Ibrahim Got Fake Mining Licence – AG
Deputy Attorney General Godfred Yeboah Dame has indicated that owner of Exton Cubic Group Limited – a mining company exploring bauxite at Nyinahin in the Ashanti Region – obtained a fake mining licence from public officers who were under undue influence.
According to him, the officers contrived to grant the mining lease to Ibrahim Mahama – owner of the company and younger brother of former President John Dramani Mahama – during the dying days of the former president’s National Democratic Congress (NDC) administration in 2016, without following due process.
Mr Yeboah Dame stated that it is the sole prerogative of the Minister for Land and Natural Resources to grant mining leases, subject to parliamentary ratification – a process the Exton Cubic licence did not go through.
The deputy attorney general was responding to an application for a judicial review filed by the company at an Accra High Court over the revocation of its mining leases by the Lands and Natural Resources Minister, John Peter Amewu.
The court was presided over by Justice Ackah Boafo.
Lawyers for the company are before the court arguing that the revocation of the mining licence is a breach of the right of Ibrahim Mahama and that the minister does not have the power to cancel a mining lease by just a stroke of the pen.
Counsels for Ibrahim Mahama, led by Osafo Buabeng, argued that Article 23 of the 1992 Constitution and to a greater extent, Article 296, states that a mining lease executed by the state acting through the sector minister to an applicant cannot be revoked without following due process.
He said it is not in dispute that there were three mining leases between the applicant and the government, but the licence, if need be, can only be revoked, cancelled or determined by the minister after he has satisfied statutory preconditions.
Making reference to Section 5(1) of Act 703 which gives the sector minister the right to revoke a mining lease, Mr Boabeng said that could also only be done based on the recommendation of the Minerals Commission.
He contended that the revocation letter served on Exton Cubic did not indicate that the minister acted on the recommendation of the Minerals Commission.
He also argued that even in the case where the company did not meet all the requirements of the Minerals Commission, the commission should have given the company the opportunity to react to the issues raised before the revocation of the licence.
He is therefore praying the court to grant the application to review the revocation of the licence which they claim was illegally done.
But according to Mr Yeboah Dame, the application is incompetent since there is no proper respondent to it.
He said Articles 88 and 293 regulate that claims against the government or procedures against the government ties the AG as the respondent and not the Minister of Lands and Natural Resources as is the case of the application before the court.
With regards to the mining lease granted Exton Cubic, Mr. Dame argued that it is the prerogative of the Lands and Natural Resources Minister to grant mining leases but in the case of Exton Cubic, the purported lease was granted on November 10, 2016 – more than a month before the minister was informed about the lease.
“The purported offer of the mining lease by the Minerals Commission and payment for same were all done even before the Commission forwarded its recommendations to the Minister on 28th December, 2016,” he indicated.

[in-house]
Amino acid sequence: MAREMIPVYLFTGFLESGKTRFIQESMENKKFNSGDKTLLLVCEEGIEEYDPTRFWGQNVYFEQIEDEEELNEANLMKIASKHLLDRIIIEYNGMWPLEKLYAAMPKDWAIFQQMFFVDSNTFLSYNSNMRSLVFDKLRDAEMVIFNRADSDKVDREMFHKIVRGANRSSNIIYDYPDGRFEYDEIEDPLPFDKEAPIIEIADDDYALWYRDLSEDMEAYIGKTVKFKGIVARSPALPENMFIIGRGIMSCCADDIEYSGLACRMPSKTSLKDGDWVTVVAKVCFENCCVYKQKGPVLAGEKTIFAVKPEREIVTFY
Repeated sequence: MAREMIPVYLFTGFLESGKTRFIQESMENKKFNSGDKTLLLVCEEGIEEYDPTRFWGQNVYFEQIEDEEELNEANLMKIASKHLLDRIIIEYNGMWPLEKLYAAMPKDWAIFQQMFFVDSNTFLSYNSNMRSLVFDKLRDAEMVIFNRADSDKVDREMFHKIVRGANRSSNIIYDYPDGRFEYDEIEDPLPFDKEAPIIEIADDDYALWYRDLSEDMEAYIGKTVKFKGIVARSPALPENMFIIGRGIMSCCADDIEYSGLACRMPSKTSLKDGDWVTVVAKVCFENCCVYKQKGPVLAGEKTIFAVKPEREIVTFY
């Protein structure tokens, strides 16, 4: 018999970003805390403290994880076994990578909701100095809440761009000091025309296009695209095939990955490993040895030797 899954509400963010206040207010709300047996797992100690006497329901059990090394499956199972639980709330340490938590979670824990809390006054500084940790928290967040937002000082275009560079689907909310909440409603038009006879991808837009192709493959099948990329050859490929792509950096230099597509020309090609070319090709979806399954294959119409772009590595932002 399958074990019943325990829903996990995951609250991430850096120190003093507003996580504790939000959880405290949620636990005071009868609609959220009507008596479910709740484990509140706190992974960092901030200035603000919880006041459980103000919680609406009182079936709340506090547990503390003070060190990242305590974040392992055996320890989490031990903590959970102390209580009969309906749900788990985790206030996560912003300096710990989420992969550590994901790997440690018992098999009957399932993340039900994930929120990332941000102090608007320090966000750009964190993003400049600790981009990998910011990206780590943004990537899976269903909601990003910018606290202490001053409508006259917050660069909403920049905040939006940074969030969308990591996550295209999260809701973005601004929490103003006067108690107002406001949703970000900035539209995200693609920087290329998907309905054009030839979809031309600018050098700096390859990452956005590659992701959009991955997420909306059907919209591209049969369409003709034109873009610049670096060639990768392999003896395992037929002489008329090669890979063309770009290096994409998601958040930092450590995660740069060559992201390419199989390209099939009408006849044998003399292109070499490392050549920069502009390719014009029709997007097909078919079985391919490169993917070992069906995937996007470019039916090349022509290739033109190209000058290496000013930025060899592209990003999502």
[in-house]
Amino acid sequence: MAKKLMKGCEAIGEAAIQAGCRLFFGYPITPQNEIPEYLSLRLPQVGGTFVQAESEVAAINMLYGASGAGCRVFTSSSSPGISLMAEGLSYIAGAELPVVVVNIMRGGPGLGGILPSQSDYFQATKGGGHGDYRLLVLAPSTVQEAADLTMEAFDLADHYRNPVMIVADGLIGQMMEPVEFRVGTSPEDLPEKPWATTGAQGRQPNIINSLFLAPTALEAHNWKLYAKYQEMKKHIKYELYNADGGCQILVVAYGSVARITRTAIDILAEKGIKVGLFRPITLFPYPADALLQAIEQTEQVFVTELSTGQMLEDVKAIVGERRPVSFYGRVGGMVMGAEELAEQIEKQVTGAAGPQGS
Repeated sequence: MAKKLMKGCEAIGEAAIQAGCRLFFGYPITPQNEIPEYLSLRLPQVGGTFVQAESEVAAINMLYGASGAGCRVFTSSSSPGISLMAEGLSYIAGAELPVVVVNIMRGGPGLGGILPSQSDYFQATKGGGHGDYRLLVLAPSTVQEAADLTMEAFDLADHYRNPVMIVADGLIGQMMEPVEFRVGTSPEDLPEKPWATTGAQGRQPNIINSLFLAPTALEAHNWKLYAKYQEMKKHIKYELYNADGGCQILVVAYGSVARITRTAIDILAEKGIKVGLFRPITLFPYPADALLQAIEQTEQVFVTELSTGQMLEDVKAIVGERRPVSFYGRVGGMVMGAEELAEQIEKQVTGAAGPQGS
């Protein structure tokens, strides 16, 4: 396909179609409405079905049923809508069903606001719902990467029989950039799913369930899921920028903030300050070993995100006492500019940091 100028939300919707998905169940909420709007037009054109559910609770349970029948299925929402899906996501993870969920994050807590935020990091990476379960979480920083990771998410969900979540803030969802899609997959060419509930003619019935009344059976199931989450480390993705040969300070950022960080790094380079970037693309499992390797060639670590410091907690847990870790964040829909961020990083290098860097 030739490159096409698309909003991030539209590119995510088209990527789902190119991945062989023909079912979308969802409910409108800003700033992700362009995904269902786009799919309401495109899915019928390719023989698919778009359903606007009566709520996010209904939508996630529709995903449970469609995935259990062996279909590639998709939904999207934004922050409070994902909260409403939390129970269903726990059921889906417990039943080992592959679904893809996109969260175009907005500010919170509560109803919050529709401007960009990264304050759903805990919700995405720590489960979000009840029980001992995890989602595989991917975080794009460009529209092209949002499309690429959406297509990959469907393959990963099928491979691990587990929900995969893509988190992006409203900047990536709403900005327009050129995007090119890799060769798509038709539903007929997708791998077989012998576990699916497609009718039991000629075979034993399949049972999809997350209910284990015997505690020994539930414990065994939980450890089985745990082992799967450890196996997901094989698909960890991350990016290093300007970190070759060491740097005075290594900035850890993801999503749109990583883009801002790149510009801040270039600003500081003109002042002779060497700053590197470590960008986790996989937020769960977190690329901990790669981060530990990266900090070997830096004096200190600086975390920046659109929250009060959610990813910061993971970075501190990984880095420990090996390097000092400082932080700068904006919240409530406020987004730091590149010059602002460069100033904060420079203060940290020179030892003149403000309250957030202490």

Mr Dame maintained that Exton Cubic did not meet all the requirements for the granting of a lease as there had been no publication of notice of the pendency of the application for the Mining Leases in the Gazette as required by Section 13 of Act 703 and Regulation 177 of LI. 2176.
He added that the company had also not obtained any environmental permit as required by law, for the granting of a mining lease.
He maintained, “Failure by applicant to obtain the relevant environmental permits before the purported grant of mining leases in respect of the areas constituting about 79% of the nation’s known bauxite resources, among other statutory violations, is very serious, having regard to the activity applicant sought to engage in – mining.
“Pursuant to an application made in April 2015, the applicant was on 24th December, 2015 initially issued with prospecting licences under Section 34 of Act 703 for a term of two (2) years in respect of the following areas: Kyekyewere – 56.64 sq.km; Mpasaso – 22.46 sq.km and Kyirayaso – 32.68 sq.km.
“There was no publication of notice of the pendency of the application for the prospecting licence in the Gazette as required by Section 13(2) and (3) of Act 703 and Regulation 177 of Minerals and Mining Regulations, 2012 (L. I. 2176).”
He therefore prayed the court to dismiss the application before it.
Justice Ackah Boafo adjourned the matter to February 8, 2018 to rule on the application.
Exton Cubic Group Limited was controversially granted a long lease concession by the Mahama-led NDC administration on December 29, 2016 when the party had lost the December 7 general elections miserably and was on its way out of office.
The company moved heavy-duty machines into the forest near Nyinahin a few months ago with intent to start exploratory activities, but was stopped by both the district and the regional authorities.
In the ensuing tussle between the youth of Nyinahin on one hand and the private firm on the other over whether Ibrahim had the right to enter the Nyinahin Forest Reserve, Peter Sarkodie, Executive Director of the Environmental Protection Agency (EPA), issued a statement saying that the company had not obtained the required permit to enable it to mine bauxite in the area.
By Gibril Abdul Razak